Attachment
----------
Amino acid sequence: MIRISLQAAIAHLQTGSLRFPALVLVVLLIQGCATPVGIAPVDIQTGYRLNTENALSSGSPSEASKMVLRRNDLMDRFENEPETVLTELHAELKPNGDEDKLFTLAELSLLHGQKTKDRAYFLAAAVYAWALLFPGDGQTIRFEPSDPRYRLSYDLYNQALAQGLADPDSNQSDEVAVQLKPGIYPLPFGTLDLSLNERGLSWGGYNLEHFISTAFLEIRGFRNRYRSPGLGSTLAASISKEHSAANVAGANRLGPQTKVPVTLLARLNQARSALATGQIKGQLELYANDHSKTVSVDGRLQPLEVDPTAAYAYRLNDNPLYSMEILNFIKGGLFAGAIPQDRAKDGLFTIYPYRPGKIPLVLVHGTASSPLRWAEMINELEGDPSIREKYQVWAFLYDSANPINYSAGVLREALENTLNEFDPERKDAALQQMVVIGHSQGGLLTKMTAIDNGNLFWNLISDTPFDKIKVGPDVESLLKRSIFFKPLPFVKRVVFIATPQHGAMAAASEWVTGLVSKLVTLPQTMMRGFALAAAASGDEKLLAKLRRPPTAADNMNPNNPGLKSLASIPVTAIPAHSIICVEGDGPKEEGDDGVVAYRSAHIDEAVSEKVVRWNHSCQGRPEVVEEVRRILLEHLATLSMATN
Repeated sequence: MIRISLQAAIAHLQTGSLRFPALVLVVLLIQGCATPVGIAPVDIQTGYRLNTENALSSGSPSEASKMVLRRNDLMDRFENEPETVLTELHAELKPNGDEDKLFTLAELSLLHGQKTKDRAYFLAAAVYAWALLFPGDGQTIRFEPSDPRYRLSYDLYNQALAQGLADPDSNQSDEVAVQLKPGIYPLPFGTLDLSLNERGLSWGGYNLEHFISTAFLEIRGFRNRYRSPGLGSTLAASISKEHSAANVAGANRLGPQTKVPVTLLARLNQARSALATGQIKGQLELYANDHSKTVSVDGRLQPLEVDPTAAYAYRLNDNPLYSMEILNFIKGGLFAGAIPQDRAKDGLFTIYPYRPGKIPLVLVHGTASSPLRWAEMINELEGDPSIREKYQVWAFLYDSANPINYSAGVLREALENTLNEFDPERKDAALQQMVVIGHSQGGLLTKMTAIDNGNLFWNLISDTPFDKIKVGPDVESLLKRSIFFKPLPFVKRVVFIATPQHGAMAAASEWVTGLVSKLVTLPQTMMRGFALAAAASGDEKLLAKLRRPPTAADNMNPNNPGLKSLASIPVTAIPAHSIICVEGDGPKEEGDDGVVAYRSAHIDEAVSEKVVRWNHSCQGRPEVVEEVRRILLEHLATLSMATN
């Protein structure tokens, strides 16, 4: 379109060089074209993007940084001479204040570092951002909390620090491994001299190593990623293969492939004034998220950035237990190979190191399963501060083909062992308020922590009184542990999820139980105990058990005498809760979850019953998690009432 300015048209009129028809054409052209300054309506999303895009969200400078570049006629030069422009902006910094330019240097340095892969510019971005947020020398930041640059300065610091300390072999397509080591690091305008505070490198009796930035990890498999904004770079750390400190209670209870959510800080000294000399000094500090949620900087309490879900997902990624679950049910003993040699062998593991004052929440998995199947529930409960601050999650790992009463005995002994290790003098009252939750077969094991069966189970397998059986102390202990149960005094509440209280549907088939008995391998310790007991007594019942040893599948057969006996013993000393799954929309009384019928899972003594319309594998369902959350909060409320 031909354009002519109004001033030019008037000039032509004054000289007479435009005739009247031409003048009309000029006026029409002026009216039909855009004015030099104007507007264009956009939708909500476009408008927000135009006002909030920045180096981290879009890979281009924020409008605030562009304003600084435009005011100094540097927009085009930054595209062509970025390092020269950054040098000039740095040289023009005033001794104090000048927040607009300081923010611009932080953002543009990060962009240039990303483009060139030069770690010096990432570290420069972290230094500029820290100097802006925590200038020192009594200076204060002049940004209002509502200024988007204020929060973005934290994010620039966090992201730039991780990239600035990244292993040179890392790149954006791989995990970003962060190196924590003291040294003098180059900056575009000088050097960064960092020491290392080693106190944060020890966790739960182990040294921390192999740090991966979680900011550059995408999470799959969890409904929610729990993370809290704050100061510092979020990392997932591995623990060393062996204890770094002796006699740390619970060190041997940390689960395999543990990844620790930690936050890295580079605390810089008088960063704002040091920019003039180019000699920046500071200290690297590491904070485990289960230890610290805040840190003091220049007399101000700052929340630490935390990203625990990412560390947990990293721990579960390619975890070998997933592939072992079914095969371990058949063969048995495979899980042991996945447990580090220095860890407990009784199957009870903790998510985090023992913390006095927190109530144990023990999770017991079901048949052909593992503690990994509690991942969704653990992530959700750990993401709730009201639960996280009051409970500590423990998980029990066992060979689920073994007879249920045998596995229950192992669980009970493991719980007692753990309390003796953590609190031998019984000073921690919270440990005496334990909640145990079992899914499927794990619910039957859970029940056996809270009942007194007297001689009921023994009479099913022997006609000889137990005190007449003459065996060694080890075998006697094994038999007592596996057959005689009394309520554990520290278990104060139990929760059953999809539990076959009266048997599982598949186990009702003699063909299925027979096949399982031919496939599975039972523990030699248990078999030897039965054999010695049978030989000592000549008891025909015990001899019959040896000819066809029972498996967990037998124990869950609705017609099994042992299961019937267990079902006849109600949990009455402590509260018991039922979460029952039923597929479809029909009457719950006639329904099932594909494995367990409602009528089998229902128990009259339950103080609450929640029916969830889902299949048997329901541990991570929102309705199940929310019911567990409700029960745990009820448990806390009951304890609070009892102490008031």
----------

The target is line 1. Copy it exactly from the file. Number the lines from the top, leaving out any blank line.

Amino acid sequence: MIRISLQAAIAHLQTGSLRFPALVLVVLLIQGCATPVGIAPVDIQTGYRLNTENALSSGSPSEASKMVLRRNDLMDRFENEPETVLTELHAELKPNGDEDKLFTLAELSLLHGQKTKDRAYFLAAAVYAWALLFPGDGQTIRFEPSDPRYRLSYDLYNQALAQGLADPDSNQSDEVAVQLKPGIYPLPFGTLDLSLNERGLSWGGYNLEHFISTAFLEIRGFRNRYRSPGLGSTLAASISKEHSAANVAGANRLGPQTKVPVTLLARLNQARSALATGQIKGQLELYANDHSKTVSVDGRLQPLEVDPTAAYAYRLNDNPLYSMEILNFIKGGLFAGAIPQDRAKDGLFTIYPYRPGKIPLVLVHGTASSPLRWAEMINELEGDPSIREKYQVWAFLYDSANPINYSAGVLREALENTLNEFDPERKDAALQQMVVIGHSQGGLLTKMTAIDNGNLFWNLISDTPFDKIKVGPDVESLLKRSIFFKPLPFVKRVVFIATPQHGAMAAASEWVTGLVSKLVTLPQTMMRGFALAAAASGDEKLLAKLRRPPTAADNMNPNNPGLKSLASIPVTAIPAHSIICVEGDGPKEEGDDGVVAYRSAHIDEAVSEKVVRWNHSCQGRPEVVEEVRRILLEHLATLSMATN